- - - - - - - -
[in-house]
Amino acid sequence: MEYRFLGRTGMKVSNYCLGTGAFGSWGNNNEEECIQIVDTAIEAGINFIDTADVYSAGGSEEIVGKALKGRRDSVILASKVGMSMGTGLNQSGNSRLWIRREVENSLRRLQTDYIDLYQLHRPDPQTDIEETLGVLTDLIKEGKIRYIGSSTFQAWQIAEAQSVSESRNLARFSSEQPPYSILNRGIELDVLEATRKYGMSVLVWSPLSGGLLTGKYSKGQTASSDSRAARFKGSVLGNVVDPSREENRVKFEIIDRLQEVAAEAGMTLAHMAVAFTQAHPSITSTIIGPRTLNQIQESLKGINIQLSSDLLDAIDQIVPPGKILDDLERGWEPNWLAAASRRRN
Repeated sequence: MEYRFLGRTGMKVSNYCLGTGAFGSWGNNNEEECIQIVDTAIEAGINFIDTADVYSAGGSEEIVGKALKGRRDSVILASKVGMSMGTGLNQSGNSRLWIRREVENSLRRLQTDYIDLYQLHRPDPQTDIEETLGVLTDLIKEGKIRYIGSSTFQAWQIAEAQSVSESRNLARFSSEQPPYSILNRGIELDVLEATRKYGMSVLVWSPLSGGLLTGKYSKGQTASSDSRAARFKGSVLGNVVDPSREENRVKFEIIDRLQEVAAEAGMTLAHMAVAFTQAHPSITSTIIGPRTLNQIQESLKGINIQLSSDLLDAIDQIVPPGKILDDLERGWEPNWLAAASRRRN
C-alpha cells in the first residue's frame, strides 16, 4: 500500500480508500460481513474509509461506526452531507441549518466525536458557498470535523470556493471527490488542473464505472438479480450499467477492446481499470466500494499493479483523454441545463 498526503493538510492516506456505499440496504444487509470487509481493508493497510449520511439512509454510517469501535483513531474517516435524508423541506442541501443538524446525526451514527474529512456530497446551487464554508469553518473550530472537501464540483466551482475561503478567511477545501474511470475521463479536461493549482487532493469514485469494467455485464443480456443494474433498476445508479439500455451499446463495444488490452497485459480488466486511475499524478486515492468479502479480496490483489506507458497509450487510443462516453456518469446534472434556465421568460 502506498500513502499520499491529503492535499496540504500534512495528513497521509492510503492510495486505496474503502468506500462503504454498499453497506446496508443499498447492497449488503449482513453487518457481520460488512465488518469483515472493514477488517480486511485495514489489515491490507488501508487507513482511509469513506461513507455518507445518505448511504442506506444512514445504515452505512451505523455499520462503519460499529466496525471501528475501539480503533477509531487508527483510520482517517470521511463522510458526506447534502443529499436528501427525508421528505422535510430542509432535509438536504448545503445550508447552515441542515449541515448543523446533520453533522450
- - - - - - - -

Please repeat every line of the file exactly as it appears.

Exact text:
[in-house]
Amino acid sequence: MEYRFLGRTGMKVSNYCLGTGAFGSWGNNNEEECIQIVDTAIEAGINFIDTADVYSAGGSEEIVGKALKGRRDSVILASKVGMSMGTGLNQSGNSRLWIRREVENSLRRLQTDYIDLYQLHRPDPQTDIEETLGVLTDLIKEGKIRYIGSSTFQAWQIAEAQSVSESRNLARFSSEQPPYSILNRGIELDVLEATRKYGMSVLVWSPLSGGLLTGKYSKGQTASSDSRAARFKGSVLGNVVDPSREENRVKFEIIDRLQEVAAEAGMTLAHMAVAFTQAHPSITSTIIGPRTLNQIQESLKGINIQLSSDLLDAIDQIVPPGKILDDLERGWEPNWLAAASRRRN
Repeated sequence: MEYRFLGRTGMKVSNYCLGTGAFGSWGNNNEEECIQIVDTAIEAGINFIDTADVYSAGGSEEIVGKALKGRRDSVILASKVGMSMGTGLNQSGNSRLWIRREVENSLRRLQTDYIDLYQLHRPDPQTDIEETLGVLTDLIKEGKIRYIGSSTFQAWQIAEAQSVSESRNLARFSSEQPPYSILNRGIELDVLEATRKYGMSVLVWSPLSGGLLTGKYSKGQTASSDSRAARFKGSVLGNVVDPSREENRVKFEIIDRLQEVAAEAGMTLAHMAVAFTQAHPSITSTIIGPRTLNQIQESLKGINIQLSSDLLDAIDQIVPPGKILDDLERGWEPNWLAAASRRRN
C-alpha cells in the first residue's frame, strides 16, 4: 500500500480508500460481513474509509461506526452531507441549518466525536458557498470535523470556493471527490488542473464505472438479480450499467477492446481499470466500494499493479483523454441545463 498526503493538510492516506456505499440496504444487509470487509481493508493497510449520511439512509454510517469501535483513531474517516435524508423541506442541501443538524446525526451514527474529512456530497446551487464554508469553518473550530472537501464540483466551482475561503478567511477545501474511470475521463479536461493549482487532493469514485469494467455485464443480456443494474433498476445508479439500455451499446463495444488490452497485459480488466486511475499524478486515492468479502479480496490483489506507458497509450487510443462516453456518469446534472434556465421568460 502506498500513502499520499491529503492535499496540504500534512495528513497521509492510503492510495486505496474503502468506500462503504454498499453497506446496508443499498447492497449488503449482513453487518457481520460488512465488518469483515472493514477488517480486511485495514489489515491490507488501508487507513482511509469513506461513507455518507445518505448511504442506506444512514445504515452505512451505523455499520462503519460499529466496525471501528475501539480503533477509531487508527483510520482517517470521511463522510458526506447534502443529499436528501427525508421528505422535510430542509432535509438536504448545503445550508447552515441542515449541515448543523446533520453533522450